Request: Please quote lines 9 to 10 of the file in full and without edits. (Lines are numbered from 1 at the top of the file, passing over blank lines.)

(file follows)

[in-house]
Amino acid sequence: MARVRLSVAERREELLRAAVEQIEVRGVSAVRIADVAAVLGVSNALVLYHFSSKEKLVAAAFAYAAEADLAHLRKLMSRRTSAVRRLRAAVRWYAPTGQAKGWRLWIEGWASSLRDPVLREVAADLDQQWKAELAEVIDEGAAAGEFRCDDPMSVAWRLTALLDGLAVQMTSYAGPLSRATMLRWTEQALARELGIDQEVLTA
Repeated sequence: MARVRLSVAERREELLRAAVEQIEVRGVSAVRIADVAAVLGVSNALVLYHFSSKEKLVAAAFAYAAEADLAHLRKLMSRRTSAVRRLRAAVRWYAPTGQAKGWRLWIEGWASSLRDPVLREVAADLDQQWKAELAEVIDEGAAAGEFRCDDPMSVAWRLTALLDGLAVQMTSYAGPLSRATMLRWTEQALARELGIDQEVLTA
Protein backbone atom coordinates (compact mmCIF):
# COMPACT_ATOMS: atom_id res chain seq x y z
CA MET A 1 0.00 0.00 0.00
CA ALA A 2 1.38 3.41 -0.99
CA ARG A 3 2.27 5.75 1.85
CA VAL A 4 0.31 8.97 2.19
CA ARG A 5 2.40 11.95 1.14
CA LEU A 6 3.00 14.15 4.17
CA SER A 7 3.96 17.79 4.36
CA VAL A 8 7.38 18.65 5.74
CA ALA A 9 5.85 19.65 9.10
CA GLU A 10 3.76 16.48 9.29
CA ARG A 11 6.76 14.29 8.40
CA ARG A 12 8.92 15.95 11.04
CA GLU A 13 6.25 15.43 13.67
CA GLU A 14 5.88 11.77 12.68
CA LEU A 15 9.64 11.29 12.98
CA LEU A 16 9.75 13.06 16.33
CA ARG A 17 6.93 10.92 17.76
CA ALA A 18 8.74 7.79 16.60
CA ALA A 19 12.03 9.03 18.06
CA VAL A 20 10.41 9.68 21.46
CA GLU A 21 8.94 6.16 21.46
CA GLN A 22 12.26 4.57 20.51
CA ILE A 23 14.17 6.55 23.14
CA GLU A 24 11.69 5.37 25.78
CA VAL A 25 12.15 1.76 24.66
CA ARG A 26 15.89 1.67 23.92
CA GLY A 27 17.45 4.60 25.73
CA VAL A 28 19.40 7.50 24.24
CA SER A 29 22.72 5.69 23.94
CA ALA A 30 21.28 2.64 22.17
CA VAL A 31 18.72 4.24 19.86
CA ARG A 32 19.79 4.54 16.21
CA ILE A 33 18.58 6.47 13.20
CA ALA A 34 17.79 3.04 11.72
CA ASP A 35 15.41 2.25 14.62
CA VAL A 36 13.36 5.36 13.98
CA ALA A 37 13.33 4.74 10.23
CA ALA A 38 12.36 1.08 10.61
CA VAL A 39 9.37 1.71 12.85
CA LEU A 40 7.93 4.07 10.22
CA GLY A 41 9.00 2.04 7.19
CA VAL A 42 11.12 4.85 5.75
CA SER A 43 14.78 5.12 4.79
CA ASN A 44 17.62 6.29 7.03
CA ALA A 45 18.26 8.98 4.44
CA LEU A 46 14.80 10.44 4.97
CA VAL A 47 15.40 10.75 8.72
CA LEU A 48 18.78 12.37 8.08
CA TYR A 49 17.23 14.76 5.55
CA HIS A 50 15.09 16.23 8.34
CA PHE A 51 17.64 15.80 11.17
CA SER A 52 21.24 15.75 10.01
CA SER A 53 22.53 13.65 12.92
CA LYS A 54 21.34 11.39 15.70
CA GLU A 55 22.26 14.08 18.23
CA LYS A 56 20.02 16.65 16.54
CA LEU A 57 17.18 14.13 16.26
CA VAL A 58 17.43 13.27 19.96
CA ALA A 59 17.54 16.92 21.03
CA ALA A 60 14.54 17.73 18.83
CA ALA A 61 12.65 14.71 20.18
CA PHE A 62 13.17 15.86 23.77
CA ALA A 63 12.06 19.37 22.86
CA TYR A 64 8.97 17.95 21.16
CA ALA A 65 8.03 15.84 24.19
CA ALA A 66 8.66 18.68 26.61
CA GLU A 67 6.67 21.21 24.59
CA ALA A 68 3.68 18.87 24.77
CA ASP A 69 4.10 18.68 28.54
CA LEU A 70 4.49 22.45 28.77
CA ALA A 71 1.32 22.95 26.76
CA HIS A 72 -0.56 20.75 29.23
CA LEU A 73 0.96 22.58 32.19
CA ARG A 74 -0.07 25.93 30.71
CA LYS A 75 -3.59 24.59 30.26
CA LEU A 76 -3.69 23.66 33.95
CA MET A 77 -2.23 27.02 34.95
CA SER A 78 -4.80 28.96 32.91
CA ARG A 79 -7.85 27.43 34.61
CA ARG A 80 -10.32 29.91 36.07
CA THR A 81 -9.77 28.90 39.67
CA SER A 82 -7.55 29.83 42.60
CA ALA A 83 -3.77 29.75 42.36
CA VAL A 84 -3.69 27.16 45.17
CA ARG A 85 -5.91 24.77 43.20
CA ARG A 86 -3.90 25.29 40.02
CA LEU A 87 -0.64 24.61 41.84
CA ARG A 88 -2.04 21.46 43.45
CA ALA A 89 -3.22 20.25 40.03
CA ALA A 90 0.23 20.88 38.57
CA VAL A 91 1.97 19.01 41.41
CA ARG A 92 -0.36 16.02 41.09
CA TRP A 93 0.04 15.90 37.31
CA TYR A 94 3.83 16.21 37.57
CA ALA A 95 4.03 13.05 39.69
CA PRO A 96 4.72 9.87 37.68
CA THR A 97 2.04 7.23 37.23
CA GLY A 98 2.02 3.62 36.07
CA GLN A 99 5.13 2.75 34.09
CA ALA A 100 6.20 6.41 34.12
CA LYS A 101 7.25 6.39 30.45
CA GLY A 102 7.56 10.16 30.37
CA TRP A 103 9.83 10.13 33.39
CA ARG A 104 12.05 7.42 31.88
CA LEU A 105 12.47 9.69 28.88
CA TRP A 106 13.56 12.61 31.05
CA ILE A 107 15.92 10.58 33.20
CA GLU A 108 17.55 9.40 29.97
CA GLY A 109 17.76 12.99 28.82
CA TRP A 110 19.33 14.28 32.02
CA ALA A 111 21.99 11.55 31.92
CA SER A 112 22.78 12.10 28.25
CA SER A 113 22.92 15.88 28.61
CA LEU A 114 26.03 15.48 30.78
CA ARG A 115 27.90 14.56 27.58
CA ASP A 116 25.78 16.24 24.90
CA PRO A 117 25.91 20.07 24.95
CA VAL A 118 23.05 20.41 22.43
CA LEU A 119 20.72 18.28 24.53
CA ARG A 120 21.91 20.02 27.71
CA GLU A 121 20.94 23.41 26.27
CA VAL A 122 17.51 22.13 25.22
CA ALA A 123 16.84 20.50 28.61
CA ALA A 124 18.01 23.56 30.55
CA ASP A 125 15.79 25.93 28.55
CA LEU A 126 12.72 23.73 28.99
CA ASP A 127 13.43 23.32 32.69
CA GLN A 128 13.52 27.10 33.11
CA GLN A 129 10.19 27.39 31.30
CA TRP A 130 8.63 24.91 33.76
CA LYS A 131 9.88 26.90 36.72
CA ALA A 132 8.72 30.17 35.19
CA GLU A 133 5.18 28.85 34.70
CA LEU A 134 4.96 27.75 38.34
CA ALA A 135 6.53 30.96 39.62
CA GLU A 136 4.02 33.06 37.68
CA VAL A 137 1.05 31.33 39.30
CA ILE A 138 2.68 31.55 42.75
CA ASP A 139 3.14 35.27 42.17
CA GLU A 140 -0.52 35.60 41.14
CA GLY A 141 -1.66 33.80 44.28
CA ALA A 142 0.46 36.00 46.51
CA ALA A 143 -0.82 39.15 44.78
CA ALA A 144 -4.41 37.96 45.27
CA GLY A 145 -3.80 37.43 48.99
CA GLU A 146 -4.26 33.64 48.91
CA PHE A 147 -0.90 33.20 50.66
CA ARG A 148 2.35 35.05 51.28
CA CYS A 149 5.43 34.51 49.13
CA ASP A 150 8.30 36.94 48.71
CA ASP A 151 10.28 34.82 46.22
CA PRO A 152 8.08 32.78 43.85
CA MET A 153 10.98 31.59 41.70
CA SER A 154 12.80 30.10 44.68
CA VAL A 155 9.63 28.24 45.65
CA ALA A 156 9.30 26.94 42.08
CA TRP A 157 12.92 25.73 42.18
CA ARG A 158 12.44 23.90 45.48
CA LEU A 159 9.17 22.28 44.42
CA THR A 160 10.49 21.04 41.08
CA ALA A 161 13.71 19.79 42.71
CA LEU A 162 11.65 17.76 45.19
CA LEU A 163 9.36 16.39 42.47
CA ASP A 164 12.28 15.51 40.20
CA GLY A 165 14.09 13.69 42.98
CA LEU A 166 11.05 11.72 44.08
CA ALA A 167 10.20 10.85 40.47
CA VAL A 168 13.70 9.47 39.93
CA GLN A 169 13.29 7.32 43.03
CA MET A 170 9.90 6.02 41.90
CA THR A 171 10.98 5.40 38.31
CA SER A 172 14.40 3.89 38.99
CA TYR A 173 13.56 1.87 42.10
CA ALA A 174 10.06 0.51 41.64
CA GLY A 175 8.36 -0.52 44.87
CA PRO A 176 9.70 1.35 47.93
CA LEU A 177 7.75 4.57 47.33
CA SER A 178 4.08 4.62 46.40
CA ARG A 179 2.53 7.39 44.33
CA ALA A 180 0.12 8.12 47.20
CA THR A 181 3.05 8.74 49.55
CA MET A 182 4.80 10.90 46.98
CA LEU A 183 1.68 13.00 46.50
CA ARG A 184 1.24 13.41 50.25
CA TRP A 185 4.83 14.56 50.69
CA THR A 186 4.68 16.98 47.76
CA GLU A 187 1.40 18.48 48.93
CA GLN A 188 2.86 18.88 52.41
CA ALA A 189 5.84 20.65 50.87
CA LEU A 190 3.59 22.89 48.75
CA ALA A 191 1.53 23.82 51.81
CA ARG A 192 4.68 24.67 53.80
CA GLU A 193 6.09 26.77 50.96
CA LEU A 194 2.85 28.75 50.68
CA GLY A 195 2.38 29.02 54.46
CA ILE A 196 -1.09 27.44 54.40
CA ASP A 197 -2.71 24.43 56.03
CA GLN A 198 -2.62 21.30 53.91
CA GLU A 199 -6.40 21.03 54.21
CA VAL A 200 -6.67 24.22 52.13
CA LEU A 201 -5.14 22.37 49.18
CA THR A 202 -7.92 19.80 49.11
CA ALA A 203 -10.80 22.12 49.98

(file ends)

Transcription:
CA VAL A 4 0.31 8.97 2.19
CA ARG A 5 2.40 11.95 1.14